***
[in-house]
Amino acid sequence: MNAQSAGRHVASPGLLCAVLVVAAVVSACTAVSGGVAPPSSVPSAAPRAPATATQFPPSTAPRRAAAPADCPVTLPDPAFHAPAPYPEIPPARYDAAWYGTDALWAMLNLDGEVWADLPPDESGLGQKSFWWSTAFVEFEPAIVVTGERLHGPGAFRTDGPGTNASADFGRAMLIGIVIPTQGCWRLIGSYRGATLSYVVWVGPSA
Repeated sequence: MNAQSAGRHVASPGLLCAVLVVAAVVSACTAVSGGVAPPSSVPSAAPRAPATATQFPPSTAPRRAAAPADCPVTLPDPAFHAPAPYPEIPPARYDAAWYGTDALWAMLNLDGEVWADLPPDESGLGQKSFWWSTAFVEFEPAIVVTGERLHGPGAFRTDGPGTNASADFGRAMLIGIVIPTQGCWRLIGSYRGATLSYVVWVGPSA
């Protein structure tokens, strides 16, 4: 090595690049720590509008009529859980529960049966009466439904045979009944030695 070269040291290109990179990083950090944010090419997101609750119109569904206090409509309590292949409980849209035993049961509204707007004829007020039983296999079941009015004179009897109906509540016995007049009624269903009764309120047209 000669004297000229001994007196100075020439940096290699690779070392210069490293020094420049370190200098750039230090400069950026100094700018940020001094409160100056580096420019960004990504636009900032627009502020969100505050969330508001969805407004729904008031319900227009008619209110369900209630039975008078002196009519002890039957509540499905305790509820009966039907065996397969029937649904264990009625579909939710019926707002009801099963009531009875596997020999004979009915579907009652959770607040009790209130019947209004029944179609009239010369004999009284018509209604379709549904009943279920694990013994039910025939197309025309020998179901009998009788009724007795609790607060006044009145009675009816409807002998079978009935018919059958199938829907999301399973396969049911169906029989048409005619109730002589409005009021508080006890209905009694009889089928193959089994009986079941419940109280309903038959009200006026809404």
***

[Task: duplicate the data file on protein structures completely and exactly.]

[in-house]
Amino acid sequence: MNAQSAGRHVASPGLLCAVLVVAAVVSACTAVSGGVAPPSSVPSAAPRAPATATQFPPSTAPRRAAAPADCPVTLPDPAFHAPAPYPEIPPARYDAAWYGTDALWAMLNLDGEVWADLPPDESGLGQKSFWWSTAFVEFEPAIVVTGERLHGPGAFRTDGPGTNASADFGRAMLIGIVIPTQGCWRLIGSYRGATLSYVVWVGPSA
Repeated sequence: MNAQSAGRHVASPGLLCAVLVVAAVVSACTAVSGGVAPPSSVPSAAPRAPATATQFPPSTAPRRAAAPADCPVTLPDPAFHAPAPYPEIPPARYDAAWYGTDALWAMLNLDGEVWADLPPDESGLGQKSFWWSTAFVEFEPAIVVTGERLHGPGAFRTDGPGTNASADFGRAMLIGIVIPTQGCWRLIGSYRGATLSYVVWVGPSA
């Protein structure tokens, strides 16, 4: 090595690049720590509008009529859980529960049966009466439904045979009944030695 070269040291290109990179990083950090944010090419997101609750119109569904206090409509309590292949409980849209035993049961509204707007004829007020039983296999079941009015004179009897109906509540016995007049009624269903009764309120047209 000669004297000229001994007196100075020439940096290699690779070392210069490293020094420049370190200098750039230090400069950026100094700018940020001094409160100056580096420019960004990504636009900032627009502020969100505050969330508001969805407004729904008031319900227009008619209110369900209630039975008078002196009519002890039957509540499905305790509820009966039907065996397969029937649904264990009625579909939710019926707002009801099963009531009875596997020999004979009915579907009652959770607040009790209130019947209004029944179609009239010369004999009284018509209604379709549904009943279920694990013994039910025939197309025309020998179901009998009788009724007795609790607060006044009145009675009816409807002998079978009935018919059958199938829907999301399973396969049911169906029989048409005619109730002589409005009021508080006890209905009694009889089928193959089994009986079941419940109280309903038959009200006026809404």